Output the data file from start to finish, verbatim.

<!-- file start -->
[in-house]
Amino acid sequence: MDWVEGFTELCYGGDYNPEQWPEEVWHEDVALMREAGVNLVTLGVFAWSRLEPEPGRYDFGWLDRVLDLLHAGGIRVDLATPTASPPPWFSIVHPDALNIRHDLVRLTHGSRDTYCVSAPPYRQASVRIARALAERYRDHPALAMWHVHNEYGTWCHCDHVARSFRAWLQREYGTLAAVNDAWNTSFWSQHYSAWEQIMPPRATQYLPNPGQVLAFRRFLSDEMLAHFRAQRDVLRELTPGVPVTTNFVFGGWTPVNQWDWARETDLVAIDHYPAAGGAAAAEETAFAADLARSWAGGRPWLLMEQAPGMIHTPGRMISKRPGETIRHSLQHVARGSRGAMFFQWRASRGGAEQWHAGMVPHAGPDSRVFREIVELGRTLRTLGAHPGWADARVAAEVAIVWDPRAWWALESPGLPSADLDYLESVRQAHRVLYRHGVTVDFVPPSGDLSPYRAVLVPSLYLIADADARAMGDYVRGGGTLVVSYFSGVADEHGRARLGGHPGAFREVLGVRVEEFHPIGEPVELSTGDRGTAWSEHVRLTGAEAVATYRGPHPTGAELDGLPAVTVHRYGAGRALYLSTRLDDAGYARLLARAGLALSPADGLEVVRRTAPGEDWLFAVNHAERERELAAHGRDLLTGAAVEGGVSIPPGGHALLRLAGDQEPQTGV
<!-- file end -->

[in-house]
Amino acid sequence: MDWVEGFTELCYGGDYNPEQWPEEVWHEDVALMREAGVNLVTLGVFAWSRLEPEPGRYDFGWLDRVLDLLHAGGIRVDLATPTASPPPWFSIVHPDALNIRHDLVRLTHGSRDTYCVSAPPYRQASVRIARALAERYRDHPALAMWHVHNEYGTWCHCDHVARSFRAWLQREYGTLAAVNDAWNTSFWSQHYSAWEQIMPPRATQYLPNPGQVLAFRRFLSDEMLAHFRAQRDVLRELTPGVPVTTNFVFGGWTPVNQWDWARETDLVAIDHYPAAGGAAAAEETAFAADLARSWAGGRPWLLMEQAPGMIHTPGRMISKRPGETIRHSLQHVARGSRGAMFFQWRASRGGAEQWHAGMVPHAGPDSRVFREIVELGRTLRTLGAHPGWADARVAAEVAIVWDPRAWWALESPGLPSADLDYLESVRQAHRVLYRHGVTVDFVPPSGDLSPYRAVLVPSLYLIADADARAMGDYVRGGGTLVVSYFSGVADEHGRARLGGHPGAFREVLGVRVEEFHPIGEPVELSTGDRGTAWSEHVRLTGAEAVATYRGPHPTGAELDGLPAVTVHRYGAGRALYLSTRLDDAGYARLLARAGLALSPADGLEVVRRTAPGEDWLFAVNHAERERELAAHGRDLLTGAAVEGGVSIPPGGHALLRLAGDQEPQTGV